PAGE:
Anna Hazare, who was born on June 15, 1937, is an Indian social activist. He has led several movements to promote rural development, increase government transparency and investigate and punish corruption in public life.
Hazare frequently conducted hunger strikes mirroring Mahatma Gandhi.
Let us take a look at some interesting facts about Anna Hazare:
1. Anna Hazare was born in Bhingar, near Ahmednagar as Kisan Baburao Hazare.
2. He later adopted the name Anna, which in Marathi means "elder person" or "father".
3. Hazare's father struggled to support the family financially, so a relative of Hazare took him to Bombay to provide him with education. Later on, the relative was unable to support him and Hazare's education ended in seventh grade.
4. Hazare then started selling flowers at Dadar railway station in Mumbai and eventually managed to own two flower shops in the city.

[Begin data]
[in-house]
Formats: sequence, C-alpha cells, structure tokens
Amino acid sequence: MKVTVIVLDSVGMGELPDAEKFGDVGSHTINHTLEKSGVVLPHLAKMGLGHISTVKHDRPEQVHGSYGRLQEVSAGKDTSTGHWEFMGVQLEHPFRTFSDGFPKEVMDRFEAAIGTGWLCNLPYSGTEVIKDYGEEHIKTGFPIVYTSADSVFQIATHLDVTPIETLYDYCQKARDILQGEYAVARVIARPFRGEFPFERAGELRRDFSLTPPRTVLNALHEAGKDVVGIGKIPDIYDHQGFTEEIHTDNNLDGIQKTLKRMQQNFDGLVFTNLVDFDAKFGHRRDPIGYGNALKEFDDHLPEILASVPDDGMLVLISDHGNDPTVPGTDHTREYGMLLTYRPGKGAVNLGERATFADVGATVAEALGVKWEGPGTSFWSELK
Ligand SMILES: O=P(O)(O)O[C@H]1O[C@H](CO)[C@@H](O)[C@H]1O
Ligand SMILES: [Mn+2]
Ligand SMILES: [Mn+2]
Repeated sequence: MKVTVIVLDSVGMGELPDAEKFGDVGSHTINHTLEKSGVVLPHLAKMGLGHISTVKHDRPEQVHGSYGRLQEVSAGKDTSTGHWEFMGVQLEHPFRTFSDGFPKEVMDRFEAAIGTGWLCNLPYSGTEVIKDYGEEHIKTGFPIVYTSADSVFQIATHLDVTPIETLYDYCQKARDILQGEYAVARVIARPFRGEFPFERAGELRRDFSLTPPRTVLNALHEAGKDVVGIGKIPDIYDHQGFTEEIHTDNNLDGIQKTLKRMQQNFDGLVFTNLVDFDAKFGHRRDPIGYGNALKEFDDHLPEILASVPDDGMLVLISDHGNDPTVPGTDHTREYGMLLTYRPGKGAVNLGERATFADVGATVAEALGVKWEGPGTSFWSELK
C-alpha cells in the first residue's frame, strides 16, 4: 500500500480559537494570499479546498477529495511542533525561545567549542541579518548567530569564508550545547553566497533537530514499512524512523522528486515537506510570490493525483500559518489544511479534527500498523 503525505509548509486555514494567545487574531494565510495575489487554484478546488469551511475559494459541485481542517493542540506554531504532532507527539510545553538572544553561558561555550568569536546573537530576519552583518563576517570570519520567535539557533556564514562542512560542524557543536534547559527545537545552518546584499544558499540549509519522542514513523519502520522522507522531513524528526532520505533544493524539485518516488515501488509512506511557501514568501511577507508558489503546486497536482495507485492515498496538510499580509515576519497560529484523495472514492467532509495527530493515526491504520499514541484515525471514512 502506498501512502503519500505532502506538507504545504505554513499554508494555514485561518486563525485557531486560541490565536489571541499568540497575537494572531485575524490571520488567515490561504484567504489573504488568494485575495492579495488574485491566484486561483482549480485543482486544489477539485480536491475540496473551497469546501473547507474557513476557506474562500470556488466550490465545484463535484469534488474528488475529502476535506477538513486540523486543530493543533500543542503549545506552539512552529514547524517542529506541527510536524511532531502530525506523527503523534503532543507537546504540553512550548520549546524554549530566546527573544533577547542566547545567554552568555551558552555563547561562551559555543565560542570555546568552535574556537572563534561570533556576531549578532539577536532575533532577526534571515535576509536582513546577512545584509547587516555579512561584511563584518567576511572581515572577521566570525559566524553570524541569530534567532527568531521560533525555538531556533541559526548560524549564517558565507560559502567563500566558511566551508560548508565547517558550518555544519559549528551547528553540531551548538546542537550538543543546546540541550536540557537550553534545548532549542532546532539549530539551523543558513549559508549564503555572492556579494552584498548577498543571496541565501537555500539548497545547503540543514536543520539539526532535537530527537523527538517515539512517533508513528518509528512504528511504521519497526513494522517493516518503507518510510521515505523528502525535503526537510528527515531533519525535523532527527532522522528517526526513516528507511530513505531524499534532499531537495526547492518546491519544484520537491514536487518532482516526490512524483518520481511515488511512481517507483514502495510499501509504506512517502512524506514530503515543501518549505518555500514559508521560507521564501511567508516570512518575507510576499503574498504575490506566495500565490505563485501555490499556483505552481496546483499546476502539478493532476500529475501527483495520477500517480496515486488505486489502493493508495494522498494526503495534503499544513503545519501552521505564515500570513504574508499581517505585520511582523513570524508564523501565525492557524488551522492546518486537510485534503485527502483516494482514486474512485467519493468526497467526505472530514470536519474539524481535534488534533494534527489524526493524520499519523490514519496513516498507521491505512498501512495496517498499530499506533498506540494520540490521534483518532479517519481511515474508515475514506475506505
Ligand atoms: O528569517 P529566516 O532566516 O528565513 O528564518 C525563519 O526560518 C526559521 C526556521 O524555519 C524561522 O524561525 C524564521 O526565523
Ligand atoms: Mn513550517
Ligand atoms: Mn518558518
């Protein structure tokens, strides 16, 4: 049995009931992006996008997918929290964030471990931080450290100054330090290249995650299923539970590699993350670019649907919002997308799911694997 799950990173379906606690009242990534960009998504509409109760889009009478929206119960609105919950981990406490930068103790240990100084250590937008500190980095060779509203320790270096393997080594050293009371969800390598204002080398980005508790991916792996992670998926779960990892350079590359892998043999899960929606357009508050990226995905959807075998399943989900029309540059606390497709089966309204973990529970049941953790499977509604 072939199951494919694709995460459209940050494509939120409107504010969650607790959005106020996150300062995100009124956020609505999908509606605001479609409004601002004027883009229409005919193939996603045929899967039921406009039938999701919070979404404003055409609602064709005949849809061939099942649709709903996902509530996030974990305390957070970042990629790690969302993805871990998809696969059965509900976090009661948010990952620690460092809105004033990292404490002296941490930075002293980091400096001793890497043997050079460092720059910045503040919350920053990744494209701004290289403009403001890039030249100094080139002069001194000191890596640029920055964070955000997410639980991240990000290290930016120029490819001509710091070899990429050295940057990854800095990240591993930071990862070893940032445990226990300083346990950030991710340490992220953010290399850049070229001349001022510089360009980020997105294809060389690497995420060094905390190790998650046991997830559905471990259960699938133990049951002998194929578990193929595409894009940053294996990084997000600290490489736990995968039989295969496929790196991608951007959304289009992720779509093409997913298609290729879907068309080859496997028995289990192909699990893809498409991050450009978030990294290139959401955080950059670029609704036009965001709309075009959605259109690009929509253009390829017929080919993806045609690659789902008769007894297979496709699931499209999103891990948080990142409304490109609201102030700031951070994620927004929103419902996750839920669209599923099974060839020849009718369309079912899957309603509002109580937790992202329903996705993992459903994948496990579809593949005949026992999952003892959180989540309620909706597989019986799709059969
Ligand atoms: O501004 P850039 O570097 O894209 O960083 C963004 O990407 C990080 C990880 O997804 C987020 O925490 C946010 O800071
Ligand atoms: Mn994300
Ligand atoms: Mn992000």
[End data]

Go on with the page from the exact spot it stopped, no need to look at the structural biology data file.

5. Hazare was drafted into the Indian Army in April 1960 where he initially worked as a truck driver and was later attested as a soldier.
6. He considered suicide after an enemy attack during the Indo-Pakistani War of 1965. But instead, he turned to ponder the meaning of life and death. He said, "It sent me thinking. I felt that God wanted me to stay alive for some reason. I was reborn in the battlefield of Khem Karan. And I decided to dedicate my new life to serving people."
7. Hazare is unmarried.
8. Hazare and the youth group decided to take up the issue of alcoholism to drive a process of reform. Once three drunken villagers were tied to pillars and then flogged personally by Hazare with his army belt. He justified this punishment by stating that "rural India was a harsh society", and that "Doesn't a mother administer bitter medicines to a sick child when she knows that the medicine can cure her child? The child may not like the medicine, but the mother does it only because she cares for the child. The alcoholics were punished so that their families would not be destroyed."MSC Bank Scam: Plea filed by Anna Hazare and three other activists for change of court remain ‘infructuous’
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